Why Kimi ni Todoke should be over


It's not at all difficult to surmise that Kimi ni Todoke has become quite a favorite here at Japanator. Not only do we bring it up often, even when talking about other shows, but we discuss it in the cblogs (and recently, the forums) more than any other show currently airing. You might think that, due to the show's favored status, it's highly unlikely that KnT would be the subject of today's installment of "Why Series X should be over". And it was highly unlikely- but as it turns out, not impossible.

At first, investigating KnT was merely necessary for my journalistic integrity- if I'm evaluating shows to see which ones should die, I should consider everything. The fact that the show has been well-received should not render it ineligible for this dark contest. However, the more I thought about it, the more I realized that not only should KnT be over, but that the show represents a threat to our psychological well-being, and even worse, the future of anime as a medium.

It may be hard to believe that everyone's favorite high school drama featuring girls fighting in the bathroom could be guilty of such crimes against humanity, however, after the jump, I will reveal to you the show's insidiously adorable agenda in all it's maleficent glory.


Kimi ni Todoke

Okay, I know the animation budget is like, twelve dollars, but they could still draw some freakin' chairs.

1. The character designs aren't detailed enough

We don't like to talk about it, but everybody knows the truth; animators are poor souls who have sinned in a past life, and now face eternal punishment in the form of drawing the same ridiculously complex character designs over and over again, day in and day out. It may be cruel, but it's certainly effective- I was tempted to murder someone once, then I thought about the possibility of spending an eternity drawing the girls from Shin Kohime Musuo, and then I just did some glaring in their general direction.

KnT uses a minimalistic art style with the expectation that the audience is smart enough to define the characters by their personalities and not their outfits, or shining bubblegum-colored hair. It assumes that viewers are smart enough to appreciate the unsaturated, earth-toned color palette, and it's correlation to the themes of the show, rather than demand bright and flashy effects all of the time. I vehemently disagree with this approach- in fact, I resent the very implication that viewers are that smart. Are you that smart? I'm not. They have some nerve to expect me to pay attention without abundant shiny things, and spectacularly animated blue/green hair fluttering in the wind constantly. More importantly, the animators can't possibly be suffering enough- and remember, they deserve it.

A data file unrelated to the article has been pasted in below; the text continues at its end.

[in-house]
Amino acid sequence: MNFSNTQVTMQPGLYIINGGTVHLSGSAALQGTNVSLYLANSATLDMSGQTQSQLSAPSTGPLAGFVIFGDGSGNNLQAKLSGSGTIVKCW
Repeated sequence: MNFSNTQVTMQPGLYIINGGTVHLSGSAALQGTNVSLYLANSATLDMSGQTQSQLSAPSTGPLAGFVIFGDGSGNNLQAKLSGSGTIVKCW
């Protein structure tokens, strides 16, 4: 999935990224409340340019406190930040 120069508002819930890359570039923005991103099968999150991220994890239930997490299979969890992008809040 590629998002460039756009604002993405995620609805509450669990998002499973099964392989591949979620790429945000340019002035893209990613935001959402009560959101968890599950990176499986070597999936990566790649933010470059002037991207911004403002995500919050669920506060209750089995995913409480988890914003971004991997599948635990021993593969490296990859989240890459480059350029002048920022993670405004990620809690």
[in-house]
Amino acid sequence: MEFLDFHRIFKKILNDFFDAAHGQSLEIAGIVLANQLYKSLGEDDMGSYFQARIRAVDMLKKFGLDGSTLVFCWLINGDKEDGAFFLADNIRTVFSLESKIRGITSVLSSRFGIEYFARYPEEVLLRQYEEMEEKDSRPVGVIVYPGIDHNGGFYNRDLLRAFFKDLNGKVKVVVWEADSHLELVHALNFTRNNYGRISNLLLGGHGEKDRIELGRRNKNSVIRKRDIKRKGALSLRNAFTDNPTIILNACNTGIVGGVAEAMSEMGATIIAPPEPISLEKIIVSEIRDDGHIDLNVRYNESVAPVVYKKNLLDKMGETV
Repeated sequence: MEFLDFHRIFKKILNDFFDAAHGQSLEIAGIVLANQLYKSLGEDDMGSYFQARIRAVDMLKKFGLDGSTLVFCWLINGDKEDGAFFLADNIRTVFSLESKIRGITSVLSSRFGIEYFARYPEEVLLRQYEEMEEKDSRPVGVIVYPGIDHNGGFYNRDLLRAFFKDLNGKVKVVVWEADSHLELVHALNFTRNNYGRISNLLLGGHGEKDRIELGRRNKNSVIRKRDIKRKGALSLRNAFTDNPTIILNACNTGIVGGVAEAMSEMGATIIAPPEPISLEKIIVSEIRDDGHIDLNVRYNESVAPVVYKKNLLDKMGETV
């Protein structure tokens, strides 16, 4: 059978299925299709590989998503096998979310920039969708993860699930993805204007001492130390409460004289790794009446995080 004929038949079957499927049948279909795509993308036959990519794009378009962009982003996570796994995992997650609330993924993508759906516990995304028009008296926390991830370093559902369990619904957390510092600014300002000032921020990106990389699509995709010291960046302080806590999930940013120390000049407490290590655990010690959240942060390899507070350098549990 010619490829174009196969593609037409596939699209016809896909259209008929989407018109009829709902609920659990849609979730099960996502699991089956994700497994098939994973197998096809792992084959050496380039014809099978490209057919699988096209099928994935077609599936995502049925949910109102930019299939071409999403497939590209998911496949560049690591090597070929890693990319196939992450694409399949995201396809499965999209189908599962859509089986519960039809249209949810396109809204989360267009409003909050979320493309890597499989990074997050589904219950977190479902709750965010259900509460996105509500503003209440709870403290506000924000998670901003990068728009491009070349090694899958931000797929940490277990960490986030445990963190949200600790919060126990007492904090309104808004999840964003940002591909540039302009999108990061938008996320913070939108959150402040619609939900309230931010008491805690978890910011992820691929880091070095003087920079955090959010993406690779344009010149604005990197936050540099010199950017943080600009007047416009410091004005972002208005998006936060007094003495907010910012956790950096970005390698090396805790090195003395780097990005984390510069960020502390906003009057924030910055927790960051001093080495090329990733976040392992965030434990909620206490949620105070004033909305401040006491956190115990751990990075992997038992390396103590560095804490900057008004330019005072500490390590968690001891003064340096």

2. It creates unrealistic expectations about high school

Those of us who have already endured the banal circle of hell that is high school can at least watch the show with a kind of wistful incredulity, but I shudder to think of the consequences for those who are not so lucky. Think of the kids who are watching this show; they'll be led to believe that people have substance, social stereotypes can be transcended, and the most popular guy in school really might fall head over heels in love with the resident social outcast with no reservations. KnT wants you to believe that, though it won't be easy, you can cut through all of the pretenses and labels and make connections with people, even those with whom you would never expect to do so. That social barriers are not impregnable, and people can prove be better than you thought they were if you only give them the right opportunity. I think we can all agree that allowing the perpetuation of lies of this magnitude to continue would be to do cruel injury to our youth.

What KnT does is like taking a kid for a ride, telling them that they're going to a magical land where unicorns frolic and frosted donuts grow on trees, and then dropping them off at a Siberian prison camp instead. That's how kids are going to feel when they get to high school and discover that, instead of sensitive souls with beautiful smiles like Sawako and Kazehaya, they are surrounded by sundry packs of unmitigated assholes who would literally rather die than give up their social labels. Just thinking about that level of disappointment has just ruined my day. How can we, as a society, condone this?

3. Lack of action scenes, and poor action choreography

Even the most diehard fans of this show have to admit that the action is poorly choreographed. There's no excuse for the fact that all people ever do on this show is sit on their asses and gab, or stand up and gab. I thought we were going to finally see one of Sawako's special attacks last episode, and then it turned out that she was just kicking a rock because it was there.